FIG. 2 is an end on view of the trolley taken in the direction of the arrow A in FIG. 1, and again showing the collapsed position of the wheels in phantom. The position of the handle and wheel struts in the collapsed or folded position are omitted for the sake of clarity;

FIG. 3 is a section taken on the line III--III of FIG. 1, but showing only one wheel strut in full, and with the wheel removed;

FIG. 4 is a detailed side view of the chassis and wheel strut assembly and showing the bag receiving end caps on the chassis in part section;

FIG. 5 is a section through the wheel strut taken on line V--V of FIG. 4;

FIG. 6 is a plan view, part broken away, of the mounting bracket for the handle;

FIG. 7 is a side view of the mounting bracket for the handle, with one side cover removed to show the internal construction;

FIG. 8 is a section taken along line VIII--VIII of FIG. 6; and

FIG. 9 shows an alternative cross-section for the main chassis member.

Referring to the drawings, the trolley comprises an extruded, elongate chassis member 1 of lightweight alloy, e.g. extruded aluminium, having the extrudable cross-section shown in FIG. 3. An alternative extrudable cross-section is shown in FIG. 9. As will be seen, the chassis member 1 has an inverted channel shaped section defined on opposite sides of the median plane by two symmetrical downwardly and outwardly flared wall sections 2,3. These two wall sections are at a predetermined angle to each other corresponding to the angle between the wheel struts 4, 5 at least when splayed on either side of the chassis, see FIG. 2.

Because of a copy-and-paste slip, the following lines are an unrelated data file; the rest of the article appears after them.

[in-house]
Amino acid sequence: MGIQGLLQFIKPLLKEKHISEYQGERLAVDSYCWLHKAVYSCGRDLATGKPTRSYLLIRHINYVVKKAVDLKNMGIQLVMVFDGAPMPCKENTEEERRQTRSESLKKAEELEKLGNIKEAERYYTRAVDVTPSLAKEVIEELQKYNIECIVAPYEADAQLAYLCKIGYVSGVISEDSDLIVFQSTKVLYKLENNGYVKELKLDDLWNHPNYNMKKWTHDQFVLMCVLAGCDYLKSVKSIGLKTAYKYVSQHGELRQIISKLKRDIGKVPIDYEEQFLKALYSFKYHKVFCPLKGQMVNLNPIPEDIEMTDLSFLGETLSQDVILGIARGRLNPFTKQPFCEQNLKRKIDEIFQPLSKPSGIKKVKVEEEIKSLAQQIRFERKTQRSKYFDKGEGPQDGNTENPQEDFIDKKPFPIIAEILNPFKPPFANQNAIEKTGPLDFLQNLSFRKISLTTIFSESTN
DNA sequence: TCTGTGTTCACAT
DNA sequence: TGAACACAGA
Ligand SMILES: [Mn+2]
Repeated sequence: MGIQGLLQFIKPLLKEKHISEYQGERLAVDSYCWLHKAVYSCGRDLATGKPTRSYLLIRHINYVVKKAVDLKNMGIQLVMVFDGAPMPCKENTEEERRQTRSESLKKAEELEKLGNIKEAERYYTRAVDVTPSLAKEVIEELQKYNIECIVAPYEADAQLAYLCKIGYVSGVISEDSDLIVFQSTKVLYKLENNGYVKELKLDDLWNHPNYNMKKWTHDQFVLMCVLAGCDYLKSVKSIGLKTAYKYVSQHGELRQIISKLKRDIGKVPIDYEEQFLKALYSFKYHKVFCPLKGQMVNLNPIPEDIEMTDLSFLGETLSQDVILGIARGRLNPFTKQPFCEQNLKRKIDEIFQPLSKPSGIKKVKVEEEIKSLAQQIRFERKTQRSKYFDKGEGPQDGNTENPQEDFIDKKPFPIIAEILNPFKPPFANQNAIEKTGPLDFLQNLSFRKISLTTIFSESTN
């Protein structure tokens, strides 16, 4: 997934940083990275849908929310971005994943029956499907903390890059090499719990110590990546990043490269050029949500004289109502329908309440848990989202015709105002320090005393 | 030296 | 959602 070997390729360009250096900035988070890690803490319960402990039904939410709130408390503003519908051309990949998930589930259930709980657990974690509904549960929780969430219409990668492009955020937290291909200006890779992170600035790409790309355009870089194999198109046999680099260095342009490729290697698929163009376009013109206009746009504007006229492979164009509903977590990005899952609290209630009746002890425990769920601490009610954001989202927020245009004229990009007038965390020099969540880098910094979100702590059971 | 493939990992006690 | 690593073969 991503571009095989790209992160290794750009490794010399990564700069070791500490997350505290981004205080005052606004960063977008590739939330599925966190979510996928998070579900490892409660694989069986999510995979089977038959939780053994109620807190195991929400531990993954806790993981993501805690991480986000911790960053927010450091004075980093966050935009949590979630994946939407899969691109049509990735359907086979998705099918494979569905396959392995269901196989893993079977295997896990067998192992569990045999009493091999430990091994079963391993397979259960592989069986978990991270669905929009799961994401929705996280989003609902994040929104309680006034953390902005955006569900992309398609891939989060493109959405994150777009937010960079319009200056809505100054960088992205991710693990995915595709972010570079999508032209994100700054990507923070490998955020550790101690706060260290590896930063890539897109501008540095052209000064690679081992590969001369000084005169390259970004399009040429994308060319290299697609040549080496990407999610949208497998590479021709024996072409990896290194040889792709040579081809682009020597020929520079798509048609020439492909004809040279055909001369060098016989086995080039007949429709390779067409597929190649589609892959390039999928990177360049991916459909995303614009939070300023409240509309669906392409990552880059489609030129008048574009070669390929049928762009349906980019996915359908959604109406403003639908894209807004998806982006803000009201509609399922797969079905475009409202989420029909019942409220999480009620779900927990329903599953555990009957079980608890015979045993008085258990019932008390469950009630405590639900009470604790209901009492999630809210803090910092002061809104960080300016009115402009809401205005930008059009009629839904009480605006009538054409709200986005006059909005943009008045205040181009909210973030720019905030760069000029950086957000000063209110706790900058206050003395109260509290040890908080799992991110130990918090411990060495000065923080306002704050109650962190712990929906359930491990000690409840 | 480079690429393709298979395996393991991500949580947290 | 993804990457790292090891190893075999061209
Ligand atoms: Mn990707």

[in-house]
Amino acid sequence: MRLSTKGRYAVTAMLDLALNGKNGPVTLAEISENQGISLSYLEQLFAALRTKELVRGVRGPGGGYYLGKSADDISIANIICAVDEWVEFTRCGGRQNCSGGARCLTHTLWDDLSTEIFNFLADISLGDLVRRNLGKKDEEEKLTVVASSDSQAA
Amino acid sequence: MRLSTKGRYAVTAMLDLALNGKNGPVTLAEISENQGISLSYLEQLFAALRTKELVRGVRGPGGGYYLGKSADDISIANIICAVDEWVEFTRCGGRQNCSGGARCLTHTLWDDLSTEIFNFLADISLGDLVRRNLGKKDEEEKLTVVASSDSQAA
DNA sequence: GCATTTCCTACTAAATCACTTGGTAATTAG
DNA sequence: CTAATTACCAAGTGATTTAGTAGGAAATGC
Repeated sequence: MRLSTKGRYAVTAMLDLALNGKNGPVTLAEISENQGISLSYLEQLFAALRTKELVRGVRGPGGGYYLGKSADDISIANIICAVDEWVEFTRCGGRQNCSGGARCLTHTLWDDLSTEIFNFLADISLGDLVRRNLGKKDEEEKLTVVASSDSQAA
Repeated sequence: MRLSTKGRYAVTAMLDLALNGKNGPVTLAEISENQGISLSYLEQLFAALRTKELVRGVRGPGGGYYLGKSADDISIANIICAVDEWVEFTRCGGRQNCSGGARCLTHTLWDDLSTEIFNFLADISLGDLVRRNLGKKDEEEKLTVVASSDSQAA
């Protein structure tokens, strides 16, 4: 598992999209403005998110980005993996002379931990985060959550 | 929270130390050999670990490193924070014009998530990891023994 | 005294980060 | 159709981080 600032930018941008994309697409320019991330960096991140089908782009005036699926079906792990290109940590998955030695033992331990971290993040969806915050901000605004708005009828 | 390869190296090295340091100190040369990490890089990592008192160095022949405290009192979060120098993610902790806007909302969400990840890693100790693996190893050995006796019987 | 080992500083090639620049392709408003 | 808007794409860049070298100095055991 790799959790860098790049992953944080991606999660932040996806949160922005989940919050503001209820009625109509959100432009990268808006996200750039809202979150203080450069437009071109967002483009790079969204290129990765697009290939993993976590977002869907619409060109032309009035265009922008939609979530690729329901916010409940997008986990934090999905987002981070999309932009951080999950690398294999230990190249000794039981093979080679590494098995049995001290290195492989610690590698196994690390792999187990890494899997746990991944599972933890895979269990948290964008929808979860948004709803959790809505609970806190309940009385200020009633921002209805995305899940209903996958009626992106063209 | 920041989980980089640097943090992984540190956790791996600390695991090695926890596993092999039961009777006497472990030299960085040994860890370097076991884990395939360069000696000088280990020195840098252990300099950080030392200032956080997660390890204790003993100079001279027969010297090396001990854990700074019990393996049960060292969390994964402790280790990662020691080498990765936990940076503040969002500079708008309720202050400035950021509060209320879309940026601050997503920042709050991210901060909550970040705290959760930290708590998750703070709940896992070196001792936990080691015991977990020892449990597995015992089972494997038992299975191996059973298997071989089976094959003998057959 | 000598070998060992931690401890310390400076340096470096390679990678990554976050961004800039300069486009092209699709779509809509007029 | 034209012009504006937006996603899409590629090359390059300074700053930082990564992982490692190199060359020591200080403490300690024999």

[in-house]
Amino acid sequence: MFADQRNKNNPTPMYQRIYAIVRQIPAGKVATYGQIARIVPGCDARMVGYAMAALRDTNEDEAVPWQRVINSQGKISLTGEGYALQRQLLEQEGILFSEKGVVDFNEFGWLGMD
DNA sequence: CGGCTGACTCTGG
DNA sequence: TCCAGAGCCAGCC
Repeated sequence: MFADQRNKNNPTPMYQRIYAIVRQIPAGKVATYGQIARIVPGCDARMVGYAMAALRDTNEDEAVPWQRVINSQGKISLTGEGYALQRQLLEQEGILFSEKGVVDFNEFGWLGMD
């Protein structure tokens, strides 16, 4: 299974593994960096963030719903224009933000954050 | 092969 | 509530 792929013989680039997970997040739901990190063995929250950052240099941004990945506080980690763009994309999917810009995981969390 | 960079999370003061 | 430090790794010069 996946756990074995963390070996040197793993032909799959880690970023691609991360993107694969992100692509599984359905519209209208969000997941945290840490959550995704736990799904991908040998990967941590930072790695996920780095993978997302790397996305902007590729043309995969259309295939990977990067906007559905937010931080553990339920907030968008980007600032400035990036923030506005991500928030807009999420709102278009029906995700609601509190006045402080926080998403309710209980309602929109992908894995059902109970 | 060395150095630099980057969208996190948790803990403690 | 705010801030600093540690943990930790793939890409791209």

The two wheel struts, shown in more detail in FIGS. 4 and 5, each comprise two lightweight alloy, e.g. aluminium or aluminium alloy extrusions 6, 7 which are of identical channel or U-shaped extrudable cross-section, see FIG. 5. On one side of each extrusion, the distal or upper edge of each channel shaped extrusion 6, 7 is offset inwardly towards the median plane of the extrusion as at 6a and 7a, so that the two channel shaped extrusions 6, 7 slidably mate one with the other. The two struts thus have the external appearance of a single, solid strut, FIG. 1 and 4.

However, the two extrusions 6, 7 of each wheel strut 4, 5, in fact, form two parallel links in a parallel linkage constituted by those two extrusions, and by the extruded chassis member 1 at one end to which those extrusions are pivotally connected by means of the pivot pins 8, 9, 10, 11 (FIG. 3) and by the wheel brackets 12, 13 to which those extrusions are pivotally connected by the pins 14, 15. Each wheel strut 4, 5 is thus constructed of a parallel linkage the members of which are constrained to pivot in a plane inclined to one side or other of the median plane of the trolley, the inclination of that plane being determined by the angle of the extruded inclined side wall sections 2, 3 of the extruded chassis member 1.